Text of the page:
Good compliance management comes from good compliance teams -- it's as simple as that. The sum total compliance...
By submitting your personal information, you agree that TechTarget and its partners may contact you regarding relevant content, products and special offers.
risk exposure of your company has a direct-line relationship with the quality of your compliance management team. This is where I see most companies get it wrong. Today, I'll show you how to get it right.
So let's dive right in and look at the characteristics of a hyperproductive compliance management team:
- They all share the same vision, which is to protect the company, not to build a system.
- Their key focus is reducing risk and passing audits, not following a process.
- All the team members are highly competent professionals, from technologists to policy experts.
- They are colocated and very vocal with each other.
- They are self-sufficient. Everything they need to know and do is under the complete control of the team.
- They are small in size, typically seven to 12 people.
- They really enjoy working at their job, and with their team.
Easier said than done
It's actually quite easy in concept to build a hyperproductive team, but depending on your company's organization and your role, you may face challenges getting the right team together. Unfortunately, when it comes to compliance management, even the CIO will often take a back seat to the direction of maybe the CFO or chief compliance officer. You must be diligent with your influence and insist on partnering with your organization instead of servicing it. Without proper partnership with technology, your company is doomed to fail in its compliance program, leaving it unnecessarily exposed.
The challenge comes in employing the skill set that you need for your team. Although you run a technology organization, this particular team will need skills that span the spectrum of compliance, including at least one internal auditor and one or more policy experts. Avoid making the common mistake of getting these people "on loan" from finance or another department with a dotted-line reporting relationship. Everybody on your team must be 100% dedicated to its cause and under the complete control of the program leader or coach.
Building the team
Which leads me to the most important person in your program -- the program leader. Your program leader must have an agile background, be it Scrum, Extreme Programming or something of the like. This is why it's essential that the IT function takes ownership of the team; it's quite unusual to find an agile program manager in any other function of the company. Your program leader will coach your team into a self-directed, risk-reducing machine; a team guided by the direction of the policy experts and resilient to the many changes it will face in policy, interpretation and organizational tolerance.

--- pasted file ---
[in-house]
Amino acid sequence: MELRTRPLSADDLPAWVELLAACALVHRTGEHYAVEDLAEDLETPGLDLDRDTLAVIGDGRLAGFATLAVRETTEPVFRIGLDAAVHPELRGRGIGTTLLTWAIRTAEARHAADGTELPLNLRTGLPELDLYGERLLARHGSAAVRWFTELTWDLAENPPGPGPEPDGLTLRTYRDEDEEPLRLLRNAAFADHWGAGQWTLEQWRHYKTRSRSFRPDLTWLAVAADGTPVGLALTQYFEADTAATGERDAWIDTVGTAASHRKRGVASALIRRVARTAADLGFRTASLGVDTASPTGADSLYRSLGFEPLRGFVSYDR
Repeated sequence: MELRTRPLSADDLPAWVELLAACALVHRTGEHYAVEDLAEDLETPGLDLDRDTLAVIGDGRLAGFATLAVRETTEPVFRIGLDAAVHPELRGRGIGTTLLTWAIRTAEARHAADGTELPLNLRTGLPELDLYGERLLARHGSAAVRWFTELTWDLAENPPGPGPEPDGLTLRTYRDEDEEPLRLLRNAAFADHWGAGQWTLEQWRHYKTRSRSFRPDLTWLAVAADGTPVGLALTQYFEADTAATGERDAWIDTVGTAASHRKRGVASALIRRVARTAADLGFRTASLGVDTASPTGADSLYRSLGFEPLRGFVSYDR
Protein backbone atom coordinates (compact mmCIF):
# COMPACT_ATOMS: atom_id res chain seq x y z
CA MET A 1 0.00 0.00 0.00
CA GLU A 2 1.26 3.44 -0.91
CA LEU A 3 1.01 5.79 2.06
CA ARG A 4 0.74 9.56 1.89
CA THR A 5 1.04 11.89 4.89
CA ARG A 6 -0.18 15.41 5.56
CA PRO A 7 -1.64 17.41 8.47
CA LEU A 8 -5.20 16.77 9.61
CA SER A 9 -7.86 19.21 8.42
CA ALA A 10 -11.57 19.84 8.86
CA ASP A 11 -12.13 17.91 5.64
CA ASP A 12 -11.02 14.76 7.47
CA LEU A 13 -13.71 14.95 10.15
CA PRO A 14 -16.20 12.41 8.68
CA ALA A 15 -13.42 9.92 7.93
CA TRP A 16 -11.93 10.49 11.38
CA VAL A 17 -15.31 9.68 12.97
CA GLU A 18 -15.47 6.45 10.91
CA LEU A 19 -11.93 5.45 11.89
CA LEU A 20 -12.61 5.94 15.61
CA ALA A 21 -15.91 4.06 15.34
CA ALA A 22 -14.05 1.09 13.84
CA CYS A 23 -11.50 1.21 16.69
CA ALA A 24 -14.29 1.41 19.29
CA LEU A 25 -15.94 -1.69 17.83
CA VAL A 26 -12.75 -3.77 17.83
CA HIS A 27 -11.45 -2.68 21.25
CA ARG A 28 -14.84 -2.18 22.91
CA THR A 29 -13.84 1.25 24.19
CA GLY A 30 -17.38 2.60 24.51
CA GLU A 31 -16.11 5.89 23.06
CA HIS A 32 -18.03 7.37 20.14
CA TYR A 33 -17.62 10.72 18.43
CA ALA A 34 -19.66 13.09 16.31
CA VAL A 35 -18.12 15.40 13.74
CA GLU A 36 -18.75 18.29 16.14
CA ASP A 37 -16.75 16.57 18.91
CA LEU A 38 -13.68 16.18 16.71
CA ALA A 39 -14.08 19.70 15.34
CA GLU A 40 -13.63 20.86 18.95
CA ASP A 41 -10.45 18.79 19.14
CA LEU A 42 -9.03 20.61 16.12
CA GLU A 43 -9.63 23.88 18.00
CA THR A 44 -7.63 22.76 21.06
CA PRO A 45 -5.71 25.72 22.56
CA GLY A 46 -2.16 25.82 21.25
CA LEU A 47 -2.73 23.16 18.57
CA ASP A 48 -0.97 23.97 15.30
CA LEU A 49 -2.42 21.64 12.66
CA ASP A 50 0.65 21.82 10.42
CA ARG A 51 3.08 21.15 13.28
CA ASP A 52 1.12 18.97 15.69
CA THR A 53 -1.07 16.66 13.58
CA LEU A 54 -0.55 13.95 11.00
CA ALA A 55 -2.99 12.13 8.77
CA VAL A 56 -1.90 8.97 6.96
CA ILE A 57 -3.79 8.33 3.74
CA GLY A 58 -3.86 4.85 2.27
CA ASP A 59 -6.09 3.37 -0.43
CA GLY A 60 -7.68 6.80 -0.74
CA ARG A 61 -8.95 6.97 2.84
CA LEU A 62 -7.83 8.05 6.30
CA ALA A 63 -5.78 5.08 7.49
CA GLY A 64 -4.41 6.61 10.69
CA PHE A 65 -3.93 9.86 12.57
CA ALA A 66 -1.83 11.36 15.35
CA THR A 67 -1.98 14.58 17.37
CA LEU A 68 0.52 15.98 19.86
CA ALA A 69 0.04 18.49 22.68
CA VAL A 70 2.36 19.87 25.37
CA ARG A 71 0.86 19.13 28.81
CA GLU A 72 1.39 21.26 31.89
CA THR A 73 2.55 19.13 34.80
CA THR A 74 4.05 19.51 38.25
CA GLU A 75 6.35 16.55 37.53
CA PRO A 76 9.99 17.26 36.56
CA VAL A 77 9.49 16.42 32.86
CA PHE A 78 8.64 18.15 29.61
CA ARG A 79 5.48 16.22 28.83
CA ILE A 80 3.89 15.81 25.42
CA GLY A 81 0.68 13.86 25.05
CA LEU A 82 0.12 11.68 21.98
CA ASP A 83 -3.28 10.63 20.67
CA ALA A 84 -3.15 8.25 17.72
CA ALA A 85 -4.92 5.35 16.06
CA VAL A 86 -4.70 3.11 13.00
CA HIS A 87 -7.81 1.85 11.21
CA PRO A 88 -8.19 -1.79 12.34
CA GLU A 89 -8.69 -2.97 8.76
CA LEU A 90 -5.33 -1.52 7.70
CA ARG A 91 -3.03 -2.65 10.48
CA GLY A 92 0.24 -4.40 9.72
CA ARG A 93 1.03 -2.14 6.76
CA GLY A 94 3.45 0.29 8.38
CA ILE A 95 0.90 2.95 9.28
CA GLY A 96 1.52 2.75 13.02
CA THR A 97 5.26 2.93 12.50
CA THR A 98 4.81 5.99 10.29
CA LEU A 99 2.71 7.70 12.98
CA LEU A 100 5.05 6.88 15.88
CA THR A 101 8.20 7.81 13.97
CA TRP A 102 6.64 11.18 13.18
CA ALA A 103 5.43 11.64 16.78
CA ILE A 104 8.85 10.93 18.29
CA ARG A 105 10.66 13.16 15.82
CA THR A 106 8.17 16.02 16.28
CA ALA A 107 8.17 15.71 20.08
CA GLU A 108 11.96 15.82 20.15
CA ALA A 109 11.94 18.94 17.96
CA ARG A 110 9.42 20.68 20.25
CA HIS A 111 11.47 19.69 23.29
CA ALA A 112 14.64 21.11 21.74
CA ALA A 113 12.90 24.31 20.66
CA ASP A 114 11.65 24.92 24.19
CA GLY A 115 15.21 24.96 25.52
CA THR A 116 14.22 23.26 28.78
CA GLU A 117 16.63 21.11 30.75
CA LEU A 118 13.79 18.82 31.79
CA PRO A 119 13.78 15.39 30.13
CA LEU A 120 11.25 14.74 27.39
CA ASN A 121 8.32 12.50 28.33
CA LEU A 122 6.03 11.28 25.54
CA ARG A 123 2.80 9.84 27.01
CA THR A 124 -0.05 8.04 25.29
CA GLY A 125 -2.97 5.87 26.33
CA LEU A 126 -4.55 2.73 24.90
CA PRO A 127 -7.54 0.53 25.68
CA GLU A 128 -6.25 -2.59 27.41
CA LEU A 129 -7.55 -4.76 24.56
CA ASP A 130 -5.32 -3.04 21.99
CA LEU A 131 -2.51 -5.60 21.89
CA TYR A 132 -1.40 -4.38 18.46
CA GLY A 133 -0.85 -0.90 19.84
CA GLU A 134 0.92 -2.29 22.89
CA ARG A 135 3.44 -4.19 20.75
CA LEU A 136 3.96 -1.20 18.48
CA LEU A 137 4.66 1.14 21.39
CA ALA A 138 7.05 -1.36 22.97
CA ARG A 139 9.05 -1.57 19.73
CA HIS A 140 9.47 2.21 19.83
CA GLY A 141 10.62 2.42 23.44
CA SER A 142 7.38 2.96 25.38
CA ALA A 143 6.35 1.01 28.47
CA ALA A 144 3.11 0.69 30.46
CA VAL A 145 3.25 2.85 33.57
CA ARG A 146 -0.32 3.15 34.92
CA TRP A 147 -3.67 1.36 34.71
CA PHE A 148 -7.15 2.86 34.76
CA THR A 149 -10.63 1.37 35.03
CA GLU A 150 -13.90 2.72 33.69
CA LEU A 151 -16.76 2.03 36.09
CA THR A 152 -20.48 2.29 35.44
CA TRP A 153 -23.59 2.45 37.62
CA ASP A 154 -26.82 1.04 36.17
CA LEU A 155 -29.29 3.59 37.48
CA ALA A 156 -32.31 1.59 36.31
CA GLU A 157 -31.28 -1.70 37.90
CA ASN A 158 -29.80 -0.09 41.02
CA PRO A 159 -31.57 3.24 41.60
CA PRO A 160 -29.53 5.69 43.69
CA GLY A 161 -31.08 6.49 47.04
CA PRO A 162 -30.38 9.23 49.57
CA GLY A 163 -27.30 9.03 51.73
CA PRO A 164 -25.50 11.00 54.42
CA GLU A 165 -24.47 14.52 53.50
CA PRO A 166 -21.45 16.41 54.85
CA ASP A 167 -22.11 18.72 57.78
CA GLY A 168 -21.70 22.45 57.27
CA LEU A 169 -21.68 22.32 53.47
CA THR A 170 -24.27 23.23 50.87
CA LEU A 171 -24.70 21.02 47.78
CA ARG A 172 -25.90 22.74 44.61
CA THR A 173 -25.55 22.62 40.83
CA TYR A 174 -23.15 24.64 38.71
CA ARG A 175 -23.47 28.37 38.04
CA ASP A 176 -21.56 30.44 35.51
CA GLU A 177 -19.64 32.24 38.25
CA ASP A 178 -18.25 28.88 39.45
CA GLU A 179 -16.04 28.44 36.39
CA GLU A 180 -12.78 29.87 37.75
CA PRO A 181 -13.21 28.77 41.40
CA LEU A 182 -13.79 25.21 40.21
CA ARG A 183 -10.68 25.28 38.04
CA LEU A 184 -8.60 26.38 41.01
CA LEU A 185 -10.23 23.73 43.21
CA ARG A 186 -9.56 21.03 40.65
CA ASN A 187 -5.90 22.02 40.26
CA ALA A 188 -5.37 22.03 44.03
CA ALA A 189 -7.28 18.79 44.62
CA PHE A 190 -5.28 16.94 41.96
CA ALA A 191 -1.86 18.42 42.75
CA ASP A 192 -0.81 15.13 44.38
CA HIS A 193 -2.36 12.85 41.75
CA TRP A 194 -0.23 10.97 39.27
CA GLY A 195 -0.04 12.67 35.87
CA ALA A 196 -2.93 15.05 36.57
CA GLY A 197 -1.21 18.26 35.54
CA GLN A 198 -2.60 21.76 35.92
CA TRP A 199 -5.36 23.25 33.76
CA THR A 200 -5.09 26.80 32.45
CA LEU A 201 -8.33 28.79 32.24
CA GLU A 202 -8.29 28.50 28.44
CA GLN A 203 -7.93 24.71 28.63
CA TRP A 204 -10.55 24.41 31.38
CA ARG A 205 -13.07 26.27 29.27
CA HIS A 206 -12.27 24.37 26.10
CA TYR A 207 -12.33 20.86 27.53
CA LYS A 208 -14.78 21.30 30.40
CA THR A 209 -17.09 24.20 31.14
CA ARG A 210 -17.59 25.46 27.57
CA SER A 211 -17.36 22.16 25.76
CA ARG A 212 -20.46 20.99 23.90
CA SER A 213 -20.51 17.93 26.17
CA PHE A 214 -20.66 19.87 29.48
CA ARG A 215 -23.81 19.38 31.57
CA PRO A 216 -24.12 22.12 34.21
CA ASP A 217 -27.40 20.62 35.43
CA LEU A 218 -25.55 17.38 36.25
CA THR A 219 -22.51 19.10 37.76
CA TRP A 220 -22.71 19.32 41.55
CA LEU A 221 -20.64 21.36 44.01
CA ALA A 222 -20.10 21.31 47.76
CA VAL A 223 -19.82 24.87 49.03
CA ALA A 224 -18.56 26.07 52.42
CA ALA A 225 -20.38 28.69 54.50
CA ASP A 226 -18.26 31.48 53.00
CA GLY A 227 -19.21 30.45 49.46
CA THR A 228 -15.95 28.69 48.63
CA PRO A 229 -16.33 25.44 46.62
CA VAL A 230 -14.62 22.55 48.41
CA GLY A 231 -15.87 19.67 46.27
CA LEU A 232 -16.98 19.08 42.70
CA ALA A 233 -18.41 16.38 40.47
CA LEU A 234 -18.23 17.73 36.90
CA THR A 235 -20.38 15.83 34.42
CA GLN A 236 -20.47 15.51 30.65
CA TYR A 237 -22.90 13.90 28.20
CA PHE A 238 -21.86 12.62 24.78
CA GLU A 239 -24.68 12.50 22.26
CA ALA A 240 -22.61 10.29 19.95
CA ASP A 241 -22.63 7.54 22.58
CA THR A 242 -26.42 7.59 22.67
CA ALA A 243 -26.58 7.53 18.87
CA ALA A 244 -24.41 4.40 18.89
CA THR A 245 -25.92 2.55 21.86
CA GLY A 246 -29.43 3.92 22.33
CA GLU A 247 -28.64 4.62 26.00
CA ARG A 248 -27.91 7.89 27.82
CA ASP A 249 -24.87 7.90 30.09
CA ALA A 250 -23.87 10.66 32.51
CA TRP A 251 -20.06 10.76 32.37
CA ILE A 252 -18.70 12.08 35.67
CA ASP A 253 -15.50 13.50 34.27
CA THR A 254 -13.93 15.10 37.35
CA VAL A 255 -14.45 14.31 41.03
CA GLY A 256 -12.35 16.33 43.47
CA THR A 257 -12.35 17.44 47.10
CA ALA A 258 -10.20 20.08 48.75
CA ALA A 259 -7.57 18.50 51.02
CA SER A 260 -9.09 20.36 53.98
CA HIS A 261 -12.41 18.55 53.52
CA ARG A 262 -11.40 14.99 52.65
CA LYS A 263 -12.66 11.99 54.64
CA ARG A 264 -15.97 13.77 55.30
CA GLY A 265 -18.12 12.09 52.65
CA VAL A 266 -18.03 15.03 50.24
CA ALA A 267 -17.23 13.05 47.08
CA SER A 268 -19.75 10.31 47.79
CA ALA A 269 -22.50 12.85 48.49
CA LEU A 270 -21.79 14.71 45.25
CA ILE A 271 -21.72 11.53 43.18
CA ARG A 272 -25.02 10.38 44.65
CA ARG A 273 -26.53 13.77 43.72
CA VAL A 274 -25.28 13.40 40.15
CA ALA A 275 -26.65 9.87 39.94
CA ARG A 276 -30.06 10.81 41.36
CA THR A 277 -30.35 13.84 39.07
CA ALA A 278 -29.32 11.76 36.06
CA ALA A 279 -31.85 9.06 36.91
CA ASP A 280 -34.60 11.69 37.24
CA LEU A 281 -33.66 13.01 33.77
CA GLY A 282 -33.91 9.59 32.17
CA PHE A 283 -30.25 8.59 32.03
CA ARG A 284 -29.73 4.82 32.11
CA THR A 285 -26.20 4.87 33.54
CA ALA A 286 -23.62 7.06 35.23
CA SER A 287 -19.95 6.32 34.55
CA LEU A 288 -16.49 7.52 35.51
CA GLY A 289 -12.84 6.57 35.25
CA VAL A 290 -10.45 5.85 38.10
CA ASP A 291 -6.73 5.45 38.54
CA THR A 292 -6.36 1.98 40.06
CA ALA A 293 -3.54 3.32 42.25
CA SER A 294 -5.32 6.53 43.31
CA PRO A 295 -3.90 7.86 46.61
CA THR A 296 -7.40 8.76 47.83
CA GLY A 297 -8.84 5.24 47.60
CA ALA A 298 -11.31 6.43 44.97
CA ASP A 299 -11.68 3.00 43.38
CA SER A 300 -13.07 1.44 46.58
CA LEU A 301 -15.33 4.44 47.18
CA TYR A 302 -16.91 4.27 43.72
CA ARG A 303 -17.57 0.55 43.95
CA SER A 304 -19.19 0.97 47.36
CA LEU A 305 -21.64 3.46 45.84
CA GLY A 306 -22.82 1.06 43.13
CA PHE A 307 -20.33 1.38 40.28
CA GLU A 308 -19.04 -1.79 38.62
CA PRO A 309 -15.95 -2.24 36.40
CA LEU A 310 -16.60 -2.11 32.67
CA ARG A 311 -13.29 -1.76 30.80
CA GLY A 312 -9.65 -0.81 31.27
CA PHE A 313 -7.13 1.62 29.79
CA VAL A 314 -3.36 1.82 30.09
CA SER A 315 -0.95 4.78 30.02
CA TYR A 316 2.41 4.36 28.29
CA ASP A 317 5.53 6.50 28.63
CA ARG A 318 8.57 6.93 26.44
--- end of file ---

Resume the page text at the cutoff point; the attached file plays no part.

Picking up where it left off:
It's important to keep the team small and physically colocated in the same room or general area. If you try to grow the team, or split the team into varied locations, your communication problems will escalate geometrically. Your team members must be self-sufficient, complete with experts in technology, policy, auditing and management. They should be intellectually curious about everyone's function but still be clear on the importance of being an expert in their role.
It's not about the technology
Although you're building IT systems to support compliance, this is
Finally, your team members must be enthusiastic about being part of something great. To do this, you must invest heavily in team development. These are the gladiators of the organization; they are the defenders of the crown. On a daily basis, they protect the company from untold millions of dollars in lawsuits and compliance violations. They should be recognized and rewarded appropriately.
It's ironic when I see companies take huge risks in forming substandard compliance teams, whose raison d'être is to reduce the risk and exposure of the company. The only way to get it right is by forming a highly productive compliance team of experts who collectively have the knowledge to maintain an end-to-end system of compliance for the company. Empower them properly and treat them well, and your company will be safe from harm. Start today by putting together the charter for your compliance dream team.
John Weathington is president and CEO of Excellent Management Systems Inc., a San Francisco-based management consultancy. For more information, visit www.excellentmanagementsystems.com.